Friday, August 9, 2013

Pine Tree Bowls-Part 2: Turning a test bowl-Discussion, Plans and Process Photos

Hi Everyone,

Back again.

I have been wanting to turn a bowl out of green, unseasoned pine wood for a while now. I like to turn pine. It's pretty and it makes very solid bowls and plates. It does have some drawbacks:

Pine has a lot of knots. Knots can be a real problem-they can come flying out of the wood while it's turning and leave a large empty hole in your turning, and it can shatter too because knot wood is very hard. Knots can also cause a lot of cracking in finished pieces.

It contains a lot of pitch and resin-this is a natural part of the wood. It can make a mess in the shop.

It shrinks a lot. Well, hell, all unseasoned wood shrinks. Not a reason not to use it.

I have worked with pine since childhood. And even though I have moved on to harder more exotic woods, I still have a soft spot for pine and I'll always turn it if given the chance.

When I saw the large pine tree trunk sections last night, I knew my chance had arrived to turn some larger bowls.  So here we go:

Here is the blank on the lathe. It's between centers and I'm going to begin at about 300rpm as it's unbalanced:

The wood is absolutely loaded with water. In fact there is so much water in it, that the characteristic pine scent that is normally very strong, is very faint. I think the water in the wood had diluted it. It's also very soft and the wood just peeled off. It's looks like I'm turning a potato:

In this shot, you can see the bowl beginning to take shape: 

Here is a photo of my face mask. I had to stop about once a minute to dry it off:

The next two photos show the bowl really beginning to take shape:

Time to begin shaping the bottom and the foot:

In this photo you can see a rudimentary foot. I've also drawn an arrow on the bowl. I'm going to turn until the bottom end of the arrow mets up with the top surface of the bowl blank:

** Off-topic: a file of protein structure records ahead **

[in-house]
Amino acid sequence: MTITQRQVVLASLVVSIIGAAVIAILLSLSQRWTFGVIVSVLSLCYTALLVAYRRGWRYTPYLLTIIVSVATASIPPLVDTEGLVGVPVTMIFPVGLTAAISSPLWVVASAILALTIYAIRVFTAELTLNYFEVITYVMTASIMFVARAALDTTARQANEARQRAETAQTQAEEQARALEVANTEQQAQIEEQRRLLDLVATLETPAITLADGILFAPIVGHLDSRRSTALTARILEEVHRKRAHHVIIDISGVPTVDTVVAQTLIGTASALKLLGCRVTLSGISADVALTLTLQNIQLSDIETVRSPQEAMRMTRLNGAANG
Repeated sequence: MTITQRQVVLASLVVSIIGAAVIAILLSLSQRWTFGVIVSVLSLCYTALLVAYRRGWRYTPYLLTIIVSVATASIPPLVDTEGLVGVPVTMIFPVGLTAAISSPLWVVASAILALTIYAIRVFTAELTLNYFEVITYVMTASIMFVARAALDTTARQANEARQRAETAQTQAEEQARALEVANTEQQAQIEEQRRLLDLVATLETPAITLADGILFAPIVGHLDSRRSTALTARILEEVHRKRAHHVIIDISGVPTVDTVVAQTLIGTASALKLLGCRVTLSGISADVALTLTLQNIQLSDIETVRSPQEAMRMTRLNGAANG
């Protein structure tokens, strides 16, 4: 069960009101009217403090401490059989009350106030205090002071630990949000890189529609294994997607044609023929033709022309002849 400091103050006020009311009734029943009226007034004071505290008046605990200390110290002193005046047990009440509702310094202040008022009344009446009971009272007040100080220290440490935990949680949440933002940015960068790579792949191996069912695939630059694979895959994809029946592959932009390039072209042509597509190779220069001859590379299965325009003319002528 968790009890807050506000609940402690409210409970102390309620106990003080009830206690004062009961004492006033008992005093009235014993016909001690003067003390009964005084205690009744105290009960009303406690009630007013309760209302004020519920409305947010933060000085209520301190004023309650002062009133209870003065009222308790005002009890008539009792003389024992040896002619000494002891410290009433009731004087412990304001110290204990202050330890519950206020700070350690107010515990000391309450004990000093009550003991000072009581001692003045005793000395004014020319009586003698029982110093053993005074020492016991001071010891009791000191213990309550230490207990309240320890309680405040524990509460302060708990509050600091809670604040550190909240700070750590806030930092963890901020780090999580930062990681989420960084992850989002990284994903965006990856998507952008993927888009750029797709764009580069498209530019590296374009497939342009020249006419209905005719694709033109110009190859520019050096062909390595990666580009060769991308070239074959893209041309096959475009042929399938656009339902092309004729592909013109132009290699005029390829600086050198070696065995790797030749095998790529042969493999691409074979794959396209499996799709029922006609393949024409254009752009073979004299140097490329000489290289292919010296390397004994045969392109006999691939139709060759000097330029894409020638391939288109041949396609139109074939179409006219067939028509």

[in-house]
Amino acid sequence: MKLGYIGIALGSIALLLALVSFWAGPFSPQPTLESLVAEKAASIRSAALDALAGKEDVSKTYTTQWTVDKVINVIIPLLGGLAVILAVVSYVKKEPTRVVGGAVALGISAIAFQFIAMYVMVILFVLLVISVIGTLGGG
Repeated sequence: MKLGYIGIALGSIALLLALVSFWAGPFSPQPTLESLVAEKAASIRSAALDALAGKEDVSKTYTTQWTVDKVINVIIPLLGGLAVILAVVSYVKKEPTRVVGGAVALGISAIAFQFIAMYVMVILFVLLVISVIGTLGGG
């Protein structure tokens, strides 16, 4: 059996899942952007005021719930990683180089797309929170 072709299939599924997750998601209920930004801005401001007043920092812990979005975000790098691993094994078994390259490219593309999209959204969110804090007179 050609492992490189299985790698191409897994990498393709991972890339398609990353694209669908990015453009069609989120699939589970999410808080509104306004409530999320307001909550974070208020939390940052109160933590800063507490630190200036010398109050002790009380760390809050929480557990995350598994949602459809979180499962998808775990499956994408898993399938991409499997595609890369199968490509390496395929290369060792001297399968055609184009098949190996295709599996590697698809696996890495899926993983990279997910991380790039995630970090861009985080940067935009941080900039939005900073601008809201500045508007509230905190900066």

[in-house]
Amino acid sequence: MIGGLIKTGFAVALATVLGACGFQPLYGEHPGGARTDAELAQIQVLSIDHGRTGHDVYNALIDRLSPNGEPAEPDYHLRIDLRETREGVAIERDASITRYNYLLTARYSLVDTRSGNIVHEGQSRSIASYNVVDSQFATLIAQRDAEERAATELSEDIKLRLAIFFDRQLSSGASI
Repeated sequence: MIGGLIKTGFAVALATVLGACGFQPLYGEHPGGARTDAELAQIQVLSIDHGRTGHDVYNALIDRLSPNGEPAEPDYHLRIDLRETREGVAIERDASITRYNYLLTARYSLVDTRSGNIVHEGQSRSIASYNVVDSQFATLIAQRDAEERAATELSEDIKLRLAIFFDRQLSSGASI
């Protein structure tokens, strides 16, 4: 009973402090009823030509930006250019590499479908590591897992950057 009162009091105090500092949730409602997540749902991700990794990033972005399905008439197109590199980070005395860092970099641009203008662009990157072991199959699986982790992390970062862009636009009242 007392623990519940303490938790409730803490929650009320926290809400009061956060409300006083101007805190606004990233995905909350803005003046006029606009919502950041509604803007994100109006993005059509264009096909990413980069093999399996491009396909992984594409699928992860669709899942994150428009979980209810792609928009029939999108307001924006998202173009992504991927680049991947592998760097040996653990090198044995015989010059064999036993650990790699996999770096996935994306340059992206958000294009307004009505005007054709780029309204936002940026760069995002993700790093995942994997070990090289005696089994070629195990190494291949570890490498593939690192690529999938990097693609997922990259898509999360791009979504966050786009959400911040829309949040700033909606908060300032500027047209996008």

And here is the side of the bowl:

Time to refine the foot:

I've taken the bowl blank off and here it is. This took about 30 minutes to turn. The sides are really rough so when I reverse the bowl blank and place it back on the lathe, I'll be shaving the surface with a very sharp bowl skew:

This is the top of the blank. You can see a knot in it. This will turn away as I work:

Time to flip it over and hollow it out some:

And this is about 30 minutes later: 

This is the bowl with a rock in it for comparison:

And this is the side: 


Well, this was like cutting a big potato! It has a lot of water inside of it and this is consistent with a tree that came down in a rain storm. But this also presents a problem: drying. This little bowl will twist itself into pretzel as it dries and it may crack so I'm thinking the best thing to do is after dinner go down to the wood shop and soak it in Pentacryl, which is a wood stabilizer. This will replace the water in the bowl and help it not to distort or crack while it's drying. So into the Pentacryl for 3 days and then in the drying bag for several weeks. We'll take another look at this fellow towards the end of this month.



  1. That looks really beautiful. The "stripes" (I don't know the correct word for it in english) look really nice! I hope it will dry without any cracking! :)

  2. Hi Saaara,
    Actually, I took a look at the bowl this morning and decided to turn it some more and then place it in a microwave oven. It came out steaming and it's making crackling-type noises.
    Stay tuned-I'lll post a picture soon.